But whether the kids are with you or not, I believe it’s important that you discover the power of stepping back and giving yourself a chance to recharge, regroup and make a plan. Make some difficult decisions that can set you on a better course for you and your family. These should be choices that you can execute when you get back. Choices that will feel empowering as you start to build a new tomorrow that makes more sense for your new direction. Letting go of the world you built isn’t always easy, but once you can visualize where you want to see yourself a year from now, you’ll be able to recognize what steps need to be taken to get there. These calculated decisions can be made knowing there’s a purpose to each that leads to a more fitting environment for your new life. The craziness of your current life will be waiting for you as soon as you walk back in the front door, but you should be better equipped to juggle the madness again knowing you have a plan and a purpose. Yes, there will still be elements of survival to your current state, but it should be more manageable if you know in your head it’s a temporary situation, not the foundation of the rest of your life.

 

 

 

 
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Posted by on June 2, 2014 in balance, beginnings, Divorce

 

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Oh Romeo Romeo!

I’m not a girl. Never dreamed of being a princess. Never imagined finding my prince charming and living a fairytale life. But I do have two young daughters. And from conversations we’ve had, I know they’re already starting to plan their weddings and I’m sure there’s a prince in the equation. Yet even at their tender ages, I can see they’re beginning to question the reality of ‘boys’ and whether Disney is basically full of #%@&.

Our kids today deal with social hurt on a level I don’t think we can comprehend. It was hard when WE were sixteen. I can only imagine what it’s like to be nine or ten in today’s world. But as a dad, and I’ve written about images-21this before, I believe we fathers have an opportunity and an obligation to be our daughters’ first knight in shining armor. We have a chance to set the bar that our daughters will look to as a measuring stick as they begin discovering romantic relationships.

It’s a tough balance, especially when you’re a single dad. You’re the disciplinarian, coach, chef, housekeeper, tutor and yes, you set the rules and uphold them. I personally think that it’s important that your kids see that everything you’re doing for them is for the purpose of keeping them safe. That you’re there to protect them above all things. To do that I also think it’s crucial that you continually work to maintain an open line of communication with your kids. Because one day, someone is going to hurt your little girl. God forbid it be physically, but even a broken heart is inevitable and the last thing you want is for your daughter to feel all alone, that she deserved it or like no one cares about her.

On some level, I’m a firm believer that every little girl wants to know that dad is there to protect them. I think it’s even more important that along with all of the reprimands we tend to hand out during the week, that they continually here us say how much they’re worth protecting. If we don’t believe they’re special, why should they? Let’s face it, it’s easy to get lost in being “dad.” In pointing out all of the things our kids do wrong and the poor choices they tend to make as kids. We harp on them about cleaning up. About being nice to each other. Keeping up with their things. We’re the first to point out that doing summersaults off the couch and into the beanbag chair is not a good idea or that using your little brother as a bike ramp may not be the best choice.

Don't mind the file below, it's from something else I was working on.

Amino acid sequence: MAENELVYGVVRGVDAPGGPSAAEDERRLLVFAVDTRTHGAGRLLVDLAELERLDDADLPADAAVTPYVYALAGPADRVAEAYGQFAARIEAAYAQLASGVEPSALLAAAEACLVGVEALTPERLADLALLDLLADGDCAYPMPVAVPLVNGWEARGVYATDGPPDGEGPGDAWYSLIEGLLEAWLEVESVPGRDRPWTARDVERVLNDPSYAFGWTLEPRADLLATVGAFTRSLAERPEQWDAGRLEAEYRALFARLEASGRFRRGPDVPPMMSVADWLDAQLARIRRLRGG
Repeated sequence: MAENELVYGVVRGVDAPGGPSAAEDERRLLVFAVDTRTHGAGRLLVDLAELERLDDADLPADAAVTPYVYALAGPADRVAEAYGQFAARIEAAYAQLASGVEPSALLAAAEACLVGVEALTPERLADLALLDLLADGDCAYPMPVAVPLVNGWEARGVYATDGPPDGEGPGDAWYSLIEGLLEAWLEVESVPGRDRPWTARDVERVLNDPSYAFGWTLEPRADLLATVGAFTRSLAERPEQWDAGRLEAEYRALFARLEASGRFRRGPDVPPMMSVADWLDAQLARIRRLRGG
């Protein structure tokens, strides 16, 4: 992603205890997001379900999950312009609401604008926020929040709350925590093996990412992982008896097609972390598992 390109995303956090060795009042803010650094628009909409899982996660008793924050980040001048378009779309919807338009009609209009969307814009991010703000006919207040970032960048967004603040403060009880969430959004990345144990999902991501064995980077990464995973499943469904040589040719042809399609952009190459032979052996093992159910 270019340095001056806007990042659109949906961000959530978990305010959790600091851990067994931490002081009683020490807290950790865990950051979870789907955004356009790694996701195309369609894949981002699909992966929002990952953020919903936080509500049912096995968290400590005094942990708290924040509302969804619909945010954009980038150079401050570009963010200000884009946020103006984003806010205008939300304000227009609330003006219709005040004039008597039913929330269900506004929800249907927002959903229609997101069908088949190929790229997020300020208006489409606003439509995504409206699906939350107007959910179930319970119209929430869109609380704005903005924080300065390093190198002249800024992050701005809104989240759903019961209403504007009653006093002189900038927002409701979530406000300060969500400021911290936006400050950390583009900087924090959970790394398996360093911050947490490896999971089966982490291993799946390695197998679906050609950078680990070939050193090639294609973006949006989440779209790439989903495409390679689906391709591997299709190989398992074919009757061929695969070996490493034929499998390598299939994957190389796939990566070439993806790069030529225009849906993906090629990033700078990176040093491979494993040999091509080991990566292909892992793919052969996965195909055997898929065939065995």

I’m sure they get plenty of messages from us about how they’re doing things wrong. We forget sometimes that they’re sensitive little egos get bombarded with reminders of how imperfect they are on a daily basis. Not just from us, but from the world outside as well. Which is all the more chivalryreason we need to stop once in a while and remind them of how amazing they are. How smart we think they are. How pretty they are. How brilliant they are and how special they are. And that no matter what the current state of our relationship with them is, if they ever need us to “just be there,” they only need ask.

I’m not saying we should be demonstrating that women need men. Or that girls can’t defend themselves. That’s not it at all. To me it’s all about respect and letting them know that above all, we’ve got their back. This isn’t necessarily about boys and girls. Because let’s be honest, one day your little girl may bring home another little girl to meet mom and dad. For now, I think what’s important is to let them know that they’re important and that anyone, boy or girl, who makes them feel anything less than special, isn’t worth their time. To teach them to focus on being around people who lift them up and treat them the way they deserve to be treated.

Being a single dad (or mom) means being a lot of different things to your kids. I’m finding that as my kids begin to get a little older and start to get to the age where the idea of romantic relationships are coming into play; I’m already starting to get very protective. I’m not going to apologize for that. And honestly I don’t think my daughters would want me to. I think as they mature and start to hang out with boys, they need (and want) to know that there is at least one boy on this planet who thinks their honor is worth defending. Because if they can find chivalry at home, perhaps they’ll believe they can find it again in another kingdom.

 

 

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Sick of It!

Perhaps the most challenging aspect of being a single parent, is the fact that you are not allowed to get sick. It’s actually in the bi-laws. Chapter VII, Section IV, Paragraph III, Line II clearly states, “a temperature of 102, severe chills, cold sweats and vomiting, shall not relieve said parent of the duty of making school lunches,